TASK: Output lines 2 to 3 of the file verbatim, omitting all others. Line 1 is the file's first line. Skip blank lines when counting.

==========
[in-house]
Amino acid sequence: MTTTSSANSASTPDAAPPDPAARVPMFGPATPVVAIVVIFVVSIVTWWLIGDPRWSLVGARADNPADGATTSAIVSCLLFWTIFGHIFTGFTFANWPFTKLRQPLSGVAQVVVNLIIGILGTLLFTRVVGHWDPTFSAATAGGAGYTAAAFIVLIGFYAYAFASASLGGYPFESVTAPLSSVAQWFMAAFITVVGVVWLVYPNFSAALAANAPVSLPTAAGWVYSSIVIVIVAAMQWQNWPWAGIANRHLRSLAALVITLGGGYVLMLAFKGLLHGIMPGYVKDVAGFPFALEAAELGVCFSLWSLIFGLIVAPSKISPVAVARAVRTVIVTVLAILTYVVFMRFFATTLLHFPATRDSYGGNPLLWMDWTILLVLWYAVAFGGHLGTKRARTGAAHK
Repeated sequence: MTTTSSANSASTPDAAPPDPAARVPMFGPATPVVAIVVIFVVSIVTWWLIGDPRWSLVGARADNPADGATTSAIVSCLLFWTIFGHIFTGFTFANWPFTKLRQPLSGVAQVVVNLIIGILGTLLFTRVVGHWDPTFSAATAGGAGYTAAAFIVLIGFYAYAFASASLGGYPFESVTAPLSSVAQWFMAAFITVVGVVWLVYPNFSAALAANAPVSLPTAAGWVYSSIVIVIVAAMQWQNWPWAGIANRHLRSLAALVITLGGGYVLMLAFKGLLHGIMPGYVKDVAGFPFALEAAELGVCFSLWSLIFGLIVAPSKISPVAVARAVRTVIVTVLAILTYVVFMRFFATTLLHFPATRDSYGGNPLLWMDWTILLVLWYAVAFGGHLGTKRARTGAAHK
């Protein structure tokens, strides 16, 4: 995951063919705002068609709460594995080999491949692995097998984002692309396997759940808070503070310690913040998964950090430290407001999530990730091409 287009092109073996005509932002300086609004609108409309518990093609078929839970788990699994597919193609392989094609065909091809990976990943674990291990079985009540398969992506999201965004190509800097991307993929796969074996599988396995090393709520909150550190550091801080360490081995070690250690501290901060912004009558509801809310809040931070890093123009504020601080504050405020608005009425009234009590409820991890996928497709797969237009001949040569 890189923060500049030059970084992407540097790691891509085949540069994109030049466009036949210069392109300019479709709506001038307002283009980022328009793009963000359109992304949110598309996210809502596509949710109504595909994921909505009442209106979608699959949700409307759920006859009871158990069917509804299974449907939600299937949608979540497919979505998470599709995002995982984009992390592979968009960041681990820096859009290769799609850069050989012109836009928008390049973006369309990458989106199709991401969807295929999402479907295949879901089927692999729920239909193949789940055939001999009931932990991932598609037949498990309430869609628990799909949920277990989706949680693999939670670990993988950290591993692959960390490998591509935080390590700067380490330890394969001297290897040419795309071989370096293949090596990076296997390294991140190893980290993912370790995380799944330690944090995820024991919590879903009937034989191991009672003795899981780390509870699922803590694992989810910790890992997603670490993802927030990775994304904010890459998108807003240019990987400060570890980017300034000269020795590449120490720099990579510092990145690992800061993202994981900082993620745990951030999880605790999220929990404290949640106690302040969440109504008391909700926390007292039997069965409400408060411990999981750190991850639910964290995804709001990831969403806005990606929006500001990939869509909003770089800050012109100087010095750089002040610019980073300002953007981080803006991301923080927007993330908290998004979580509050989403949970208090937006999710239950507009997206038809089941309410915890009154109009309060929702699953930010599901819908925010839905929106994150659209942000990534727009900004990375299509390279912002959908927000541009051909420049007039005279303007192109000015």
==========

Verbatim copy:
Amino acid sequence: MTTTSSANSASTPDAAPPDPAARVPMFGPATPVVAIVVIFVVSIVTWWLIGDPRWSLVGARADNPADGATTSAIVSCLLFWTIFGHIFTGFTFANWPFTKLRQPLSGVAQVVVNLIIGILGTLLFTRVVGHWDPTFSAATAGGAGYTAAAFIVLIGFYAYAFASASLGGYPFESVTAPLSSVAQWFMAAFITVVGVVWLVYPNFSAALAANAPVSLPTAAGWVYSSIVIVIVAAMQWQNWPWAGIANRHLRSLAALVITLGGGYVLMLAFKGLLHGIMPGYVKDVAGFPFALEAAELGVCFSLWSLIFGLIVAPSKISPVAVARAVRTVIVTVLAILTYVVFMRFFATTLLHFPATRDSYGGNPLLWMDWTILLVLWYAVAFGGHLGTKRARTGAAHK
Repeated sequence: MTTTSSANSASTPDAAPPDPAARVPMFGPATPVVAIVVIFVVSIVTWWLIGDPRWSLVGARADNPADGATTSAIVSCLLFWTIFGHIFTGFTFANWPFTKLRQPLSGVAQVVVNLIIGILGTLLFTRVVGHWDPTFSAATAGGAGYTAAAFIVLIGFYAYAFASASLGGYPFESVTAPLSSVAQWFMAAFITVVGVVWLVYPNFSAALAANAPVSLPTAAGWVYSSIVIVIVAAMQWQNWPWAGIANRHLRSLAALVITLGGGYVLMLAFKGLLHGIMPGYVKDVAGFPFALEAAELGVCFSLWSLIFGLIVAPSKISPVAVARAVRTVIVTVLAILTYVVFMRFFATTLLHFPATRDSYGGNPLLWMDWTILLVLWYAVAFGGHLGTKRARTGAAHK